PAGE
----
Now, DotBlockchain has signed a partnership with payments and metadata company Exactuals in order to verify the metadata that it intends to input onto its database, aiming to begin with the most accurate accounting of rights ownership it can muster ahead of a forthcoming launch. Exactuals' RAI software allows for music companies to input and correct data for song recording metadata, and add additional information where required.
"The blockchain is an exhilarating new frontier for the music industry, but its potential applications are limited or invalidated when using low quality or incorrect metadata," said Exactuals' head of music product Chris McMurtry in a statement. "With RAI, Exactuals works with music organizations of all types to ensure their music metadata is as clean and correct as possible when it is added to the blockchain. Thanks to this partnership, our clients will now have the highest level of confidence in the accuracy and completeness of their data while leveraging the many benefits of dotBC’s blockchain based solution for catalog management."
DotBlockchain's efforts have been in the works for the past several years, and in early 2017 the organization signed partnerships with SOCAN, the Canadian-based performance rights organization, and SOCAN's rights administration subsidiary MediaNet; publishing royalty administrator Songtrust; indie music distributor CD Baby; and digital rights service FUGA, giving it a 65 million-song starting point to attempt its ambitious undertaking. Since then, dotBC has been working with the music industry to implement its plans, partnered with CardStack on the development side and is one of a few different companies working on the problem of protecting creators and getting them paid in an era when micro-economics begin to add up into the level of royalties that can become meaningful for creators.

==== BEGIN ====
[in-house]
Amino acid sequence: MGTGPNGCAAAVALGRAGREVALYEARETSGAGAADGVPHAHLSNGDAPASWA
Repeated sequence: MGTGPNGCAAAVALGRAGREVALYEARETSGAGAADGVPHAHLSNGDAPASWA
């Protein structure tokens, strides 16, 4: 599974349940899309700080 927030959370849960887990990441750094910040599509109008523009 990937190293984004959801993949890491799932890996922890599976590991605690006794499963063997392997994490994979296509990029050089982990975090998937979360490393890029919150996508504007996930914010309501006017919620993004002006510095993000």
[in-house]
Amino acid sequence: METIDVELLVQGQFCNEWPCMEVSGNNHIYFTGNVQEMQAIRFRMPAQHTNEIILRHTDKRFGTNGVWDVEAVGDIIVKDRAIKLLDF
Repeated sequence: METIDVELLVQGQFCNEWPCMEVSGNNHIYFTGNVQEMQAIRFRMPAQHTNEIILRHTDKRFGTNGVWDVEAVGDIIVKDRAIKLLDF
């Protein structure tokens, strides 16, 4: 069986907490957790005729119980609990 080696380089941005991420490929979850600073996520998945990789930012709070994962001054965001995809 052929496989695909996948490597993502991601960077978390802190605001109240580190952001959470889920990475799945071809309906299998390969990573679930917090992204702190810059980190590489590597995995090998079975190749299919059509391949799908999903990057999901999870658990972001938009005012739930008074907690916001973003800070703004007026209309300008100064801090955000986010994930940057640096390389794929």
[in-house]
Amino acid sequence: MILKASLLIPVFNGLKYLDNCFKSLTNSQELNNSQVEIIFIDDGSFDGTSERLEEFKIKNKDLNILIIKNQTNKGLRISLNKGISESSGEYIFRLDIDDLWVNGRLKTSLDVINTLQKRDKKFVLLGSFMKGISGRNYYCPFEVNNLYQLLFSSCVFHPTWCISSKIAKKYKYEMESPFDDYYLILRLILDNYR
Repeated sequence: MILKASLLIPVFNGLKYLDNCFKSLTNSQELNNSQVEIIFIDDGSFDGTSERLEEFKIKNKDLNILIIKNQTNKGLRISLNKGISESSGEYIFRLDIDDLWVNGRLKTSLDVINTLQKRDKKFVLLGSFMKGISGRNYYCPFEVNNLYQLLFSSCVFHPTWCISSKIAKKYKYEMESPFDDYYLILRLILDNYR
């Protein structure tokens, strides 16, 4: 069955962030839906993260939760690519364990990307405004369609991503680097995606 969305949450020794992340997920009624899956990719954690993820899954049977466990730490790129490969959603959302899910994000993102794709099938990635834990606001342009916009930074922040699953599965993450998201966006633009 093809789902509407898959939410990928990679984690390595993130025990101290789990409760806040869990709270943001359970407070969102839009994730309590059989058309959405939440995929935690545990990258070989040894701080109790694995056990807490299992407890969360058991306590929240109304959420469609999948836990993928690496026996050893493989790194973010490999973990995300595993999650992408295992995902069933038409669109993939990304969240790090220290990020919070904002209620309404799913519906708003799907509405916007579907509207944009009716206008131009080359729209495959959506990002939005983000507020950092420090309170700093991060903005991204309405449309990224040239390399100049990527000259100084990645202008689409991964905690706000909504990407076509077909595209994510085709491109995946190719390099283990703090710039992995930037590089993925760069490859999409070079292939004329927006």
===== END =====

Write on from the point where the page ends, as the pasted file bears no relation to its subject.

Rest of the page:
Separately, McMurtry has worked on the metadata issue for several years now, and developed RAI (shorthand for royalties.AI) as a tool that helps match different datasets and databases -- such as master recordings and publishing, for example -- to resolve conflicts among separate recordings of the same copyright in order to help clean up and better organize that metadata. Exactuals purchased RAI in 2017 and brought McMurtry on board to help launch its music-focused product, which led to this new partnership.
"For our blockchain solution to work as intended, we need to start with the most correct information possible," said Umezaki in a statement. "RAI and the Exactuals team provide the expertise and algorithmic data normalization services that allow us to realize the true potential of our multi-party music rights management solutions for all of our clients. We are excited about formalizing a longstanding relationship with Exactuals, and continuing to develop a modernized music rights framework fit for the digital age together."